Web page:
The awesome Rally Ranger takes off at STPR a few years back. Photo Credit: Raphael Orlove

For years, Americans driving Subarus very quickly in the woods have had to go through the for-profit Rally America organization. As of today, the country’s top events have broken off and formed their own non-profit American Rally Association. Here’s how it all works.

Before I go into too much of this, let me say that if you are a rally competitor yourself, go to The Rally Takeover to read this great article on how exactly this will affect you, who you need to talk to, and what you’re getting out of this:

For the rest of us who are only casually interested in cars flying through the air next to trees at speeds best described as ‘troubling,’ this whole thing is interesting in that the for-profit organization seems to have largely failed to make the sport massively popular while also failing to make life any easier or cheaper for the people competing in its series. Costs went up, entries went down, and now four events have seceded from the series itself.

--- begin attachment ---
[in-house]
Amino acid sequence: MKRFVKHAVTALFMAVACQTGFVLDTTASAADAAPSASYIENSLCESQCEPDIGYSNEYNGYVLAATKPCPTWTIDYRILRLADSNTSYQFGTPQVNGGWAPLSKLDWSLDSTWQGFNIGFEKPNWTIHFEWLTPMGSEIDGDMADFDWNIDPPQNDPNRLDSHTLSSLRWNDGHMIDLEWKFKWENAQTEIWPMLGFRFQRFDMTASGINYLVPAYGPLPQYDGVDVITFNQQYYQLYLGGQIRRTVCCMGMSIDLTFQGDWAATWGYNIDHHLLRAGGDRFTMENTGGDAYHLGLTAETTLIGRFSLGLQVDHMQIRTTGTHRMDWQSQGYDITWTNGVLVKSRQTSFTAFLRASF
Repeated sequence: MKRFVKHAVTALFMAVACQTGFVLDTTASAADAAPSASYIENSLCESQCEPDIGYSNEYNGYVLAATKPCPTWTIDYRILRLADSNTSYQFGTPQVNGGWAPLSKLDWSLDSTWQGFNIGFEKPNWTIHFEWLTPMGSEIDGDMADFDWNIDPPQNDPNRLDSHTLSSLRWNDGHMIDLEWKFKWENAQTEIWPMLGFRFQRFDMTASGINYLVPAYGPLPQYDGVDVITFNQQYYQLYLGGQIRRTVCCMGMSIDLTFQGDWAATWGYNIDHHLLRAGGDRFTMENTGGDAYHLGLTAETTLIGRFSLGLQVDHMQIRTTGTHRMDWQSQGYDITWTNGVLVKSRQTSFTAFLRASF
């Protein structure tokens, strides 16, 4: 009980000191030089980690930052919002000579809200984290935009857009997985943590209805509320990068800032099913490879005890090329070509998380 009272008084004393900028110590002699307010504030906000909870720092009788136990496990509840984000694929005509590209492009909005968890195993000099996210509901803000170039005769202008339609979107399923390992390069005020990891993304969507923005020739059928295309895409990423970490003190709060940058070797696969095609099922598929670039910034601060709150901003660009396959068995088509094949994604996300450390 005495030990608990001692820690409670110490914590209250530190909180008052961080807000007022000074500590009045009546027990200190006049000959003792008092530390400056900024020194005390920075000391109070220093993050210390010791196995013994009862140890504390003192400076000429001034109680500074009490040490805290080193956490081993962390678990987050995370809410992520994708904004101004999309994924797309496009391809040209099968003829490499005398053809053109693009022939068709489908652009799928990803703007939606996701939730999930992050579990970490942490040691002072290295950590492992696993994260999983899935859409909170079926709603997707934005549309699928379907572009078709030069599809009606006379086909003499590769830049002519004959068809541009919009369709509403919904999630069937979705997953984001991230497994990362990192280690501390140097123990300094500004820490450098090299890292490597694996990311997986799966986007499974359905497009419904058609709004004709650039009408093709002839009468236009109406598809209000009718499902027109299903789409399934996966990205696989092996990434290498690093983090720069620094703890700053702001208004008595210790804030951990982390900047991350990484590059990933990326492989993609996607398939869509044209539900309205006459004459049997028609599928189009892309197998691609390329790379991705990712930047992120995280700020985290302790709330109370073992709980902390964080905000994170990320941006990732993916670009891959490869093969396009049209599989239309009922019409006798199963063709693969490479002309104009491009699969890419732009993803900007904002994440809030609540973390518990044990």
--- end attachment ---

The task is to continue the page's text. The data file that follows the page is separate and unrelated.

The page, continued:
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The new American Rally Association will run the New England Forest Rally (NEFR), the Susquehannock Trail Performance Rally (STPR), the Ojibwe Forests Rally, and the Olympus Rally. The ARA is in talks to get more events, and they told me over the phone they’d be happy to run all eight events currently in Rally America. You can read the ARA’s own press release here:

What’s interesting to me is that ARA is made up of rally organizers themselves, working as a non-profit just to support their operation and help make life easier for regular competitors. As a sometimes amateur rally competitor myself, I’m very excited about this news. As someone who covers motorsports professionally, it’s also a very interesting turn in the industry. I’m extremely interested to see how this non-profit model turns out after the erosion of their for-profit predecessor.